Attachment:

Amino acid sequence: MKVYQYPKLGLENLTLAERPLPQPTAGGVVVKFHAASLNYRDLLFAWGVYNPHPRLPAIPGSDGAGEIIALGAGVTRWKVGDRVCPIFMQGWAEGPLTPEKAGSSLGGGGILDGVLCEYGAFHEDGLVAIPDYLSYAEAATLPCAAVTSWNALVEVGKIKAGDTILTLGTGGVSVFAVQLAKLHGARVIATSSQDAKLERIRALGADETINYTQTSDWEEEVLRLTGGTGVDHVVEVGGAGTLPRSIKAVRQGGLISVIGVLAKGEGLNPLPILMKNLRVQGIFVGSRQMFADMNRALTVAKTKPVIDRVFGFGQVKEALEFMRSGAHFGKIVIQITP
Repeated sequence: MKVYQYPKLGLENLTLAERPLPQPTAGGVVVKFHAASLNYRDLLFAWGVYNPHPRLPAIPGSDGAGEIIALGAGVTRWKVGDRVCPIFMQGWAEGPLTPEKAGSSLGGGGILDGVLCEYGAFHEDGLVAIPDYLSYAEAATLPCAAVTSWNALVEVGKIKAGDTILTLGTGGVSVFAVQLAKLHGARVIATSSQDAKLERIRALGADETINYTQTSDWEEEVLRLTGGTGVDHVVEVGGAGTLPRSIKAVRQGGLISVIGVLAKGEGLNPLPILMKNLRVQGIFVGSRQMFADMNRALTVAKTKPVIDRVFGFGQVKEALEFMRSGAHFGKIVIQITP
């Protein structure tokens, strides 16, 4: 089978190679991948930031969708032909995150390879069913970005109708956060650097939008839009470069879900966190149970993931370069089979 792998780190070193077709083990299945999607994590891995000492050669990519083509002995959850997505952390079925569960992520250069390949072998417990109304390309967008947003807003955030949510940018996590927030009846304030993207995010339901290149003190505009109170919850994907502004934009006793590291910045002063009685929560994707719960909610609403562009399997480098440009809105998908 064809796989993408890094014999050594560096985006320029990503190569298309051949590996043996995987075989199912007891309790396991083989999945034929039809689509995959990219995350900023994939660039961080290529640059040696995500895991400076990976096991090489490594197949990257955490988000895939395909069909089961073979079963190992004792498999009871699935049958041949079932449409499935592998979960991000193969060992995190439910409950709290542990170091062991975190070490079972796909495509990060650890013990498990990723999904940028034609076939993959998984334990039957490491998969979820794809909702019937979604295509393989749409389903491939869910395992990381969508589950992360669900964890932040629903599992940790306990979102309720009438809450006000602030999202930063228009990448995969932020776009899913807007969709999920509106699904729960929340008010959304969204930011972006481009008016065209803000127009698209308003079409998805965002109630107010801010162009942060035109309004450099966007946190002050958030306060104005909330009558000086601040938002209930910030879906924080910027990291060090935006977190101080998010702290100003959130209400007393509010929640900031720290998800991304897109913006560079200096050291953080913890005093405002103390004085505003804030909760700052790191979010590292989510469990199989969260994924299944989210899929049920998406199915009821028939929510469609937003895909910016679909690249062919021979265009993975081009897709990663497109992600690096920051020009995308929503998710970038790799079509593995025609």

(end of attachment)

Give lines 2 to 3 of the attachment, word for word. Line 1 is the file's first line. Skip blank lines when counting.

Repeated sequence: MKVYQYPKLGLENLTLAERPLPQPTAGGVVVKFHAASLNYRDLLFAWGVYNPHPRLPAIPGSDGAGEIIALGAGVTRWKVGDRVCPIFMQGWAEGPLTPEKAGSSLGGGGILDGVLCEYGAFHEDGLVAIPDYLSYAEAATLPCAAVTSWNALVEVGKIKAGDTILTLGTGGVSVFAVQLAKLHGARVIATSSQDAKLERIRALGADETINYTQTSDWEEEVLRLTGGTGVDHVVEVGGAGTLPRSIKAVRQGGLISVIGVLAKGEGLNPLPILMKNLRVQGIFVGSRQMFADMNRALTVAKTKPVIDRVFGFGQVKEALEFMRSGAHFGKIVIQITP
């Protein structure tokens, strides 16, 4: 089978190679991948930031969708032909995150390879069913970005109708956060650097939008839009470069879900966190149970993931370069089979 792998780190070193077709083990299945999607994590891995000492050669990519083509002995959850997505952390079925569960992520250069390949072998417990109304390309967008947003807003955030949510940018996590927030009846304030993207995010339901290149003190505009109170919850994907502004934009006793590291910045002063009685929560994707719960909610609403562009399997480098440009809105998908 064809796989993408890094014999050594560096985006320029990503190569298309051949590996043996995987075989199912007891309790396991083989999945034929039809689509995959990219995350900023994939660039961080290529640059040696995500895991400076990976096991090489490594197949990257955490988000895939395909069909089961073979079963190992004792498999009871699935049958041949079932449409499935592998979960991000193969060992995190439910409950709290542990170091062991975190070490079972796909495509990060650890013990498990990723999904940028034609076939993959998984334990039957490491998969979820794809909702019937979604295509393989749409389903491939869910395992990381969508589950992360669900964890932040629903599992940790306990979102309720009438809450006000602030999202930063228009990448995969932020776009899913807007969709999920509106699904729960929340008010959304969204930011972006481009008016065209803000127009698209308003079409998805965002109630107010801010162009942060035109309004450099966007946190002050958030306060104005909330009558000086601040938002209930910030879906924080910027990291060090935006977190101080998010702290100003959130209400007393509010929640900031720290998800991304897109913006560079200096050291953080913890005093405002103390004085505003804030909760700052790191979010590292989510469990199989969260994924299944989210899929049920998406199915009821028939929510469609937003895909910016679909690249062919021979265009993975081009897709990663497109992600690096920051020009995308929503998710970038790799079509593995025609």